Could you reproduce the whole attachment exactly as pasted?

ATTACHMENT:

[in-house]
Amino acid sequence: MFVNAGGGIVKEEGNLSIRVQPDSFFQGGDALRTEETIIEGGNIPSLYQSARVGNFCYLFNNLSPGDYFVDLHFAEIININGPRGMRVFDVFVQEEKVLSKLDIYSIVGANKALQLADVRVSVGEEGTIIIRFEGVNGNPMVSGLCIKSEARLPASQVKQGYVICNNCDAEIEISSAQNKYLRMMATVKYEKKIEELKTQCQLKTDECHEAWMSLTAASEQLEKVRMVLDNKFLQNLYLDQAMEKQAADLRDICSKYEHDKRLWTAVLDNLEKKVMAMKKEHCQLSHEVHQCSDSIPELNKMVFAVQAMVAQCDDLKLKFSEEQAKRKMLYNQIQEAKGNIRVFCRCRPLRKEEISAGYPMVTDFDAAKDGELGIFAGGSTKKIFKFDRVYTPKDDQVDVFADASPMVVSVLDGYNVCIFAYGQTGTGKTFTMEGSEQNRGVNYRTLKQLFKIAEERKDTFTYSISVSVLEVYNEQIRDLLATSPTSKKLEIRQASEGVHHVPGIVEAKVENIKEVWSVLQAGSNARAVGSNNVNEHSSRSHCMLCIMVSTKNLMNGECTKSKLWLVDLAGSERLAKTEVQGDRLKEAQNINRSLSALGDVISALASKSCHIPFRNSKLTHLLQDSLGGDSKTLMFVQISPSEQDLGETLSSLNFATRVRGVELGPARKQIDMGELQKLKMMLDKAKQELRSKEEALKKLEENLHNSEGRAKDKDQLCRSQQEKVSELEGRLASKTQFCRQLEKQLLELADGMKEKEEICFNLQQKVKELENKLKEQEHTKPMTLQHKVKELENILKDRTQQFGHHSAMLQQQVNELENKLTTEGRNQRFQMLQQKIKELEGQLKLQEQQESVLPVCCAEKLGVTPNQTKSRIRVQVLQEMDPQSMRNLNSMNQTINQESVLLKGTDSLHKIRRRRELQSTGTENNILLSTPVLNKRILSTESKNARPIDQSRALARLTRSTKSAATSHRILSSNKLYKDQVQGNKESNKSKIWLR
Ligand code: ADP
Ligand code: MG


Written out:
[in-house]
Amino acid sequence: MFVNAGGGIVKEEGNLSIRVQPDSFFQGGDALRTEETIIEGGNIPSLYQSARVGNFCYLFNNLSPGDYFVDLHFAEIININGPRGMRVFDVFVQEEKVLSKLDIYSIVGANKALQLADVRVSVGEEGTIIIRFEGVNGNPMVSGLCIKSEARLPASQVKQGYVICNNCDAEIEISSAQNKYLRMMATVKYEKKIEELKTQCQLKTDECHEAWMSLTAASEQLEKVRMVLDNKFLQNLYLDQAMEKQAADLRDICSKYEHDKRLWTAVLDNLEKKVMAMKKEHCQLSHEVHQCSDSIPELNKMVFAVQAMVAQCDDLKLKFSEEQAKRKMLYNQIQEAKGNIRVFCRCRPLRKEEISAGYPMVTDFDAAKDGELGIFAGGSTKKIFKFDRVYTPKDDQVDVFADASPMVVSVLDGYNVCIFAYGQTGTGKTFTMEGSEQNRGVNYRTLKQLFKIAEERKDTFTYSISVSVLEVYNEQIRDLLATSPTSKKLEIRQASEGVHHVPGIVEAKVENIKEVWSVLQAGSNARAVGSNNVNEHSSRSHCMLCIMVSTKNLMNGECTKSKLWLVDLAGSERLAKTEVQGDRLKEAQNINRSLSALGDVISALASKSCHIPFRNSKLTHLLQDSLGGDSKTLMFVQISPSEQDLGETLSSLNFATRVRGVELGPARKQIDMGELQKLKMMLDKAKQELRSKEEALKKLEENLHNSEGRAKDKDQLCRSQQEKVSELEGRLASKTQFCRQLEKQLLELADGMKEKEEICFNLQQKVKELENKLKEQEHTKPMTLQHKVKELENILKDRTQQFGHHSAMLQQQVNELENKLTTEGRNQRFQMLQQKIKELEGQLKLQEQQESVLPVCCAEKLGVTPNQTKSRIRVQVLQEMDPQSMRNLNSMNQTINQESVLLKGTDSLHKIRRRRELQSTGTENNILLSTPVLNKRILSTESKNARPIDQSRALARLTRSTKSAATSHRILSSNKLYKDQVQGNKESNKSKIWLR
Ligand code: ADP
Ligand code: MG